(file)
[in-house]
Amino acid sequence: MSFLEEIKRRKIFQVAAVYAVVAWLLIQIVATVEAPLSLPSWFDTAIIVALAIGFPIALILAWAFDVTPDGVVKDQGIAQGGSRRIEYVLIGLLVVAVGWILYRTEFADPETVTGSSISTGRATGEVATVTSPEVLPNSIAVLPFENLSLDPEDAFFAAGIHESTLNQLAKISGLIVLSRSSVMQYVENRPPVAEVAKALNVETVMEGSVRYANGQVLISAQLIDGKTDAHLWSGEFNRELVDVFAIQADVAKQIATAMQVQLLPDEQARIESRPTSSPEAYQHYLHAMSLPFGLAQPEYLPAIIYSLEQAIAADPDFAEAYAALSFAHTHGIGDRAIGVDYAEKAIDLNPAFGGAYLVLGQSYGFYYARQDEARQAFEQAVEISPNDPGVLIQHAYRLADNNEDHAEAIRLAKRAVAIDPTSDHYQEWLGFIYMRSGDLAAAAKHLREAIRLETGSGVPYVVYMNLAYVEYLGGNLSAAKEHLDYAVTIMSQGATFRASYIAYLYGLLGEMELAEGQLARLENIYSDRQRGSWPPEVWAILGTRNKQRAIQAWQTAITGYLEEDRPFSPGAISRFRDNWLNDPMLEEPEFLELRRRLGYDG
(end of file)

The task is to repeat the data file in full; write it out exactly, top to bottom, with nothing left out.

[in-house]
Amino acid sequence: MSFLEEIKRRKIFQVAAVYAVVAWLLIQIVATVEAPLSLPSWFDTAIIVALAIGFPIALILAWAFDVTPDGVVKDQGIAQGGSRRIEYVLIGLLVVAVGWILYRTEFADPETVTGSSISTGRATGEVATVTSPEVLPNSIAVLPFENLSLDPEDAFFAAGIHESTLNQLAKISGLIVLSRSSVMQYVENRPPVAEVAKALNVETVMEGSVRYANGQVLISAQLIDGKTDAHLWSGEFNRELVDVFAIQADVAKQIATAMQVQLLPDEQARIESRPTSSPEAYQHYLHAMSLPFGLAQPEYLPAIIYSLEQAIAADPDFAEAYAALSFAHTHGIGDRAIGVDYAEKAIDLNPAFGGAYLVLGQSYGFYYARQDEARQAFEQAVEISPNDPGVLIQHAYRLADNNEDHAEAIRLAKRAVAIDPTSDHYQEWLGFIYMRSGDLAAAAKHLREAIRLETGSGVPYVVYMNLAYVEYLGGNLSAAKEHLDYAVTIMSQGATFRASYIAYLYGLLGEMELAEGQLARLENIYSDRQRGSWPPEVWAILGTRNKQRAIQAWQTAITGYLEEDRPFSPGAISRFRDNWLNDPMLEEPEFLELRRRLGYDG